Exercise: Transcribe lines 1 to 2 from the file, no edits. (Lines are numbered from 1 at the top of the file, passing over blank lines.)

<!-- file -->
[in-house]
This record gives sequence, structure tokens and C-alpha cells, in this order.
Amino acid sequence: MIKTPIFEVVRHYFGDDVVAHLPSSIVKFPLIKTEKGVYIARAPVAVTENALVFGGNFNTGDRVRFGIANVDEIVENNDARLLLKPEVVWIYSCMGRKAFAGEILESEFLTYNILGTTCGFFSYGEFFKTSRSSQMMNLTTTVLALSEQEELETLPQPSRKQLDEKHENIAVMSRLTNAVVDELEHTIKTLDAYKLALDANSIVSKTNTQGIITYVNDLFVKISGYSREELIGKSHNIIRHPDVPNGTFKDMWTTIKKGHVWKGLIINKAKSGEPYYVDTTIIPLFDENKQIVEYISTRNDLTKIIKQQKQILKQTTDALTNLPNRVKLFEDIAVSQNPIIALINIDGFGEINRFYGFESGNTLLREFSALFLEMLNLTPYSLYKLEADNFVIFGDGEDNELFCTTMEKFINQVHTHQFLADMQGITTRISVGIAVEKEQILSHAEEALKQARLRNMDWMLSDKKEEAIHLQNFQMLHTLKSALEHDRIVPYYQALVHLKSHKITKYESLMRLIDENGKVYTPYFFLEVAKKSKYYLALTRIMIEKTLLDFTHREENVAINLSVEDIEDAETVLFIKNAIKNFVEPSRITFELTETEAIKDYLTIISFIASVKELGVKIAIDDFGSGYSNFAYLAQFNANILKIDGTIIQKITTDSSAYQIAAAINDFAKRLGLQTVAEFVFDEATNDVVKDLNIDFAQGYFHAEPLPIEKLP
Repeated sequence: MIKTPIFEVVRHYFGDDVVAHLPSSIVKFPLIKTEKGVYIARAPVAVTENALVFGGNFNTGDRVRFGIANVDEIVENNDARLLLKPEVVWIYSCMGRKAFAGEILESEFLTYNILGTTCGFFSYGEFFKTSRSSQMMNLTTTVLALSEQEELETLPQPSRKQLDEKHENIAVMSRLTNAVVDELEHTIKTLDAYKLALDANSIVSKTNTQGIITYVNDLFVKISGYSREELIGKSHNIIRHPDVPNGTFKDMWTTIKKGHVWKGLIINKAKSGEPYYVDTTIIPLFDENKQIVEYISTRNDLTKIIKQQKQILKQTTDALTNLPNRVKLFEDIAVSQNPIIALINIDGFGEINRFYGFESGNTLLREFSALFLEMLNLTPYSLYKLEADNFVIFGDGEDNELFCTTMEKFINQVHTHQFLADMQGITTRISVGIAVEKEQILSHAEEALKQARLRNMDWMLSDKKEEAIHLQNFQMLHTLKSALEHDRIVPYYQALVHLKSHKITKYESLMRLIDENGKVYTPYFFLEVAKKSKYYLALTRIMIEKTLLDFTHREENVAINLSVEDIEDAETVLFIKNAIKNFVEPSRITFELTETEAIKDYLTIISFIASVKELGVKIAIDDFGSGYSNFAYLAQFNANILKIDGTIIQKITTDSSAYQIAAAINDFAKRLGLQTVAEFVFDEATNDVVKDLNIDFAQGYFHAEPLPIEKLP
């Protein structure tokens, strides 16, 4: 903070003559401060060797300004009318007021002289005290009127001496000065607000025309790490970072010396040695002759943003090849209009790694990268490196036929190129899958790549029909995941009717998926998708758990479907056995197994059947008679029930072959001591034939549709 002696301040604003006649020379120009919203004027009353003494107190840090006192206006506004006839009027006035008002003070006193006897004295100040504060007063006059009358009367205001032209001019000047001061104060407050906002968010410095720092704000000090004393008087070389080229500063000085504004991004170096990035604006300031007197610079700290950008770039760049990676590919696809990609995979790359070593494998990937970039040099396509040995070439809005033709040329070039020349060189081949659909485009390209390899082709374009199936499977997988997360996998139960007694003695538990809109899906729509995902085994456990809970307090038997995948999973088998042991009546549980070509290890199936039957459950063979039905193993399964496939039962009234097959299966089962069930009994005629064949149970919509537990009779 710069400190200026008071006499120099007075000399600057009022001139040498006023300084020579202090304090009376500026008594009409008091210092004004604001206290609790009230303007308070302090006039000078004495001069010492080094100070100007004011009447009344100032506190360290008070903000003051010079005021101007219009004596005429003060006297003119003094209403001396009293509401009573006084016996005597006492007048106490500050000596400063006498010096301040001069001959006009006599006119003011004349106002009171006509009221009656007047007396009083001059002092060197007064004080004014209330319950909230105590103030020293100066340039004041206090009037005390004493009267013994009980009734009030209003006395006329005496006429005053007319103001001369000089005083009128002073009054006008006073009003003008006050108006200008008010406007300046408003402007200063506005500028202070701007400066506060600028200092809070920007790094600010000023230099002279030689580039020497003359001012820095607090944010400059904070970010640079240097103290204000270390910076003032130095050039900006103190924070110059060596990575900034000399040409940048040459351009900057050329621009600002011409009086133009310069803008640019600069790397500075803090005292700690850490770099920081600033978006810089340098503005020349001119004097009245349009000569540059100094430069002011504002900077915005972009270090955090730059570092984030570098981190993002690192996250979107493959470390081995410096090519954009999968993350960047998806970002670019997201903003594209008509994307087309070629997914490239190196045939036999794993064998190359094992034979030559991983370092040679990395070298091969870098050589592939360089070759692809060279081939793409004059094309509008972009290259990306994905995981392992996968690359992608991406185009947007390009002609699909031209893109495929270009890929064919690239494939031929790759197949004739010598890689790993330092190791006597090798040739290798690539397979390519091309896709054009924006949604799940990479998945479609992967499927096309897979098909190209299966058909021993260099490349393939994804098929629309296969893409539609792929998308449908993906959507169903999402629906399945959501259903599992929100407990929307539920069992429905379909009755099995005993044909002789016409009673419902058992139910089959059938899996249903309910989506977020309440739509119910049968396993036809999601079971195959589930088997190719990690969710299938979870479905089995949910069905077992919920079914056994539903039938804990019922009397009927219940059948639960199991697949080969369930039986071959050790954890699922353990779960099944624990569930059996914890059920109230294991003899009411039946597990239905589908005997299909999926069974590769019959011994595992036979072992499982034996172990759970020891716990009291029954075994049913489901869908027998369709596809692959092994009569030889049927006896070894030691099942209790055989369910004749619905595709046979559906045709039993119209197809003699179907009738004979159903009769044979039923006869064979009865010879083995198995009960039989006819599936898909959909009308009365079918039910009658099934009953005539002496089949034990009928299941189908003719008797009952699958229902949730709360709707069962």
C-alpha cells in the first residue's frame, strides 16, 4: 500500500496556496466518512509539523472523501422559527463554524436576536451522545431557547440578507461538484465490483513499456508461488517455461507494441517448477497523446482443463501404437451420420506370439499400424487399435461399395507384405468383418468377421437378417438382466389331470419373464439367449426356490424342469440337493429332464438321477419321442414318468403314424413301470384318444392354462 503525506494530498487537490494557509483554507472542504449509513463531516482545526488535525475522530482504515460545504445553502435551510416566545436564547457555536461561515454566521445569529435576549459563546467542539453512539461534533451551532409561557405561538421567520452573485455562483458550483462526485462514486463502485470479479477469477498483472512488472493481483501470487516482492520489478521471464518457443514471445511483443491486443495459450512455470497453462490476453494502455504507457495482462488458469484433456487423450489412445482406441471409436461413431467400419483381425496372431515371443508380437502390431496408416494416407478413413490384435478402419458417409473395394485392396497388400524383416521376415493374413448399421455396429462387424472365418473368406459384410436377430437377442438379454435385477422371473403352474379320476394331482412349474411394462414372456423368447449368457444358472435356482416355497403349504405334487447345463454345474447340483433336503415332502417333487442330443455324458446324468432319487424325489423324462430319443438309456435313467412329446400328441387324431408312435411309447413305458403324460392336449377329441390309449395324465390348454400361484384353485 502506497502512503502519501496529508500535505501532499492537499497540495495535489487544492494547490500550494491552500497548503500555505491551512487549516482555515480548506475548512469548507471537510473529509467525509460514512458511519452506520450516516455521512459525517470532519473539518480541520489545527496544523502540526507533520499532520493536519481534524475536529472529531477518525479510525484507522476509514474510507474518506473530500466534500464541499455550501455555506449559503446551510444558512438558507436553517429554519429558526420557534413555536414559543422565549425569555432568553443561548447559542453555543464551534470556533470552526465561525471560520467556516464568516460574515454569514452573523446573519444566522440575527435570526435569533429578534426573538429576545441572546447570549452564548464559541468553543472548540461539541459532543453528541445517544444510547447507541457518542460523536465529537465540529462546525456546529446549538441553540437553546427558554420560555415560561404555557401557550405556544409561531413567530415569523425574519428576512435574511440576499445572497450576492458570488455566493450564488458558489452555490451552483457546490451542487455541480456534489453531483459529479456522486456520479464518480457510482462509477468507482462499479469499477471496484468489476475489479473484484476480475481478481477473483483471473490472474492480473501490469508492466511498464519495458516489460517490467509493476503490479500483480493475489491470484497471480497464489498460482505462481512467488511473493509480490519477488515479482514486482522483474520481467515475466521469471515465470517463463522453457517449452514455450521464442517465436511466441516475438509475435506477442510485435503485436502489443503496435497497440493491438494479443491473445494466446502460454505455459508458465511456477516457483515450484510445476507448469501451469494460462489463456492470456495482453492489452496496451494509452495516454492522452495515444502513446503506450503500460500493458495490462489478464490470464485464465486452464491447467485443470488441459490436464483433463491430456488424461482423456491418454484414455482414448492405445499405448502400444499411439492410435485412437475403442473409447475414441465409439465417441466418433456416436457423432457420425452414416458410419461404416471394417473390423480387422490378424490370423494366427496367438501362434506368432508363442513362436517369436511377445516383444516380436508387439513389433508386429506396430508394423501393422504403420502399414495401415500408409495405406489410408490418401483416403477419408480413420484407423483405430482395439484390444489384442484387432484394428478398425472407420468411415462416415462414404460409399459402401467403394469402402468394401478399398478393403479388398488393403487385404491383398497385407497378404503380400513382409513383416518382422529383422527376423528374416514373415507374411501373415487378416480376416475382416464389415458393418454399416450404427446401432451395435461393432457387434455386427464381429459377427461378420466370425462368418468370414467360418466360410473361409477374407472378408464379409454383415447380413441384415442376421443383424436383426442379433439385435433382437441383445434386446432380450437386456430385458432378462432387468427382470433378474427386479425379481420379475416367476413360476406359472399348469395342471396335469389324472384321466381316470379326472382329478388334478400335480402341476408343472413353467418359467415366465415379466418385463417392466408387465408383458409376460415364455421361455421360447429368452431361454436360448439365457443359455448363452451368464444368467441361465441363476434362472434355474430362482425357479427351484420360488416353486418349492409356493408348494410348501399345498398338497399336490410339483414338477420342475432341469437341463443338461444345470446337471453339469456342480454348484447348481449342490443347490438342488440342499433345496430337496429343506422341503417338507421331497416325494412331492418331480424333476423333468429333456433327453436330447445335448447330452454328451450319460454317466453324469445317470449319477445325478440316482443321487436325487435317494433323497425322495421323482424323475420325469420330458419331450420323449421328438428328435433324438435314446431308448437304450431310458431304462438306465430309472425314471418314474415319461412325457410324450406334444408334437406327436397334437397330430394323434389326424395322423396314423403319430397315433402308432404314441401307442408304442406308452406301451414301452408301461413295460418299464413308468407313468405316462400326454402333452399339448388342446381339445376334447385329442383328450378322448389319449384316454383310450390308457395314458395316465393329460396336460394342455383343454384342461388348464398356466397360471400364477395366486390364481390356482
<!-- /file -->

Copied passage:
[in-house]
This record gives sequence, structure tokens and C-alpha cells, in this order.